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HONG KONG – You must have heard about some of these outbreaks; they’re almost emblematic of the COVID-19 pandemic by now: that megachurch in South Korea, meatpacking plants in the United States, a wedding in Jordan, funerals around the world.

You’ve also probably heard of SARS-CoV-2’s R0 (R-naught), or basic reproductive number, the average number of people to whom an infected person passes on a new virus when no measures to contain it have been taken. This coronavirus’s R0 is thought to range between 2 and 3; an epidemic is curbed when that figure drops below 1, the replacement rate.

But that figure has limitations: It doesn’t convey the vast range between how much some infected people transmit the virus and how little others do.

This is why epidemiologists also look at a virus’s dispersion factor, known as “k,” which captures that range and so, too, the potential for superspreading events. To simplify: The fewer the number of cases of infection responsible for all transmissions, the lower k generally is (though other factors, like the R0, also are relevant).

In the case of SARS-CoV-2, evidence is growing that superspreading is a hugely significant factor of total transmission.

Take Hong Kong, which as of June 2 had 1,088 confirmed or probable cases (and four deaths), for a population of about 7.5 million. The city has managed to largely suppress local outbreaks of COVID-19 without a lockdown or mandatory blanket stay-at-home orders, favoring instead a strategy of testing people suspected of being infected, tracing and quarantining their contacts and isolating confirmed cases in the hospital — coupled with outright bans or other restrictions on large social gatherings.

After these measures were progressively relaxed in recent weeks, a new outbreak of seven cases, possibly a superspreading event, has been reported over the past few days: Three are employees of a food-packing company; the other four live in the same housing estate as one of the employees.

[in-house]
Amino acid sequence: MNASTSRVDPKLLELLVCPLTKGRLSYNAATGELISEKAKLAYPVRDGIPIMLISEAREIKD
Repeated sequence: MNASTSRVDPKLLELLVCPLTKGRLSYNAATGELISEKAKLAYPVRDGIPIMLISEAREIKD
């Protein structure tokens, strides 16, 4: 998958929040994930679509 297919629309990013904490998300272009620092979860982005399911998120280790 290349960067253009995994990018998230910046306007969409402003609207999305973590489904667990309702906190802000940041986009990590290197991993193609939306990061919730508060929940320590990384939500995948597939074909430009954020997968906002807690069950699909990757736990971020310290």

We recently published a preprint (a preliminary paper, still to be peer-reviewed) about 1,038 cases of SARS-CoV-2 in Hong Kong between Jan. 23 and April 28 that, using contact-tracing data, identified all local clusters of infection.

We found that superspreading has overwhelmingly contributed to the transmission of SARS-CoV-2 in the city overall.

Of the 349 local cases we identified — the remaining 689 cases were imported from other territories — 196 were linked to just six superspreading events. One person alone appears to have infected 73 individuals after frequenting several bars in late March. Weddings, temples, hot-pot dinners, work parties and karaoke venues featured in the other clusters.

In our study, just 20% of cases, all of them involving social gatherings, accounted for an astonishing 80% of transmissions. (That, along with other things, suggests that the dispersion factor, k, of SARS-CoV-2 is about 0.45).

Another 10% of cases accounted for the remaining 20% of transmissions — with each of these infected people on average spreading the virus to only one other person, maybe two people. This mostly occurred within households.

No less astonishing was this corollary finding: Seventy percent of the people infected did not pass on the virus to anyone.

Now you might be wondering if our study, or the experience of Hong Kong, with its small number of total infections, is more broadly representative. We think so.

An analysis of early cases in the city of Wuhan, China, the site of the original outbreak, published by researchers in Switzerland in late January, was inconclusive about the frequency of superspreading. But more and more studies support the conclusion that in places other than Hong Kong, too, superspreading is a major driver of overall transmission.

A study published in The Lancet in late April, based on data from Shenzhen, southern China, about suspected cases among travelers from around Wuhan, concluded that 80% of transmissions were caused by 8-9% of cases.

Another (also peer-reviewed) paper from late April found that 94 out of 216 employees on the 11th floor of a crowded call center in South Korea likely were infected by a single index case in late February and early March.

A recent preprint (not yet peer-reviewed) about 212 COVID-19 cases in Israel between late February and late April traced 80% of the transmissions back to just 1-10% of cases.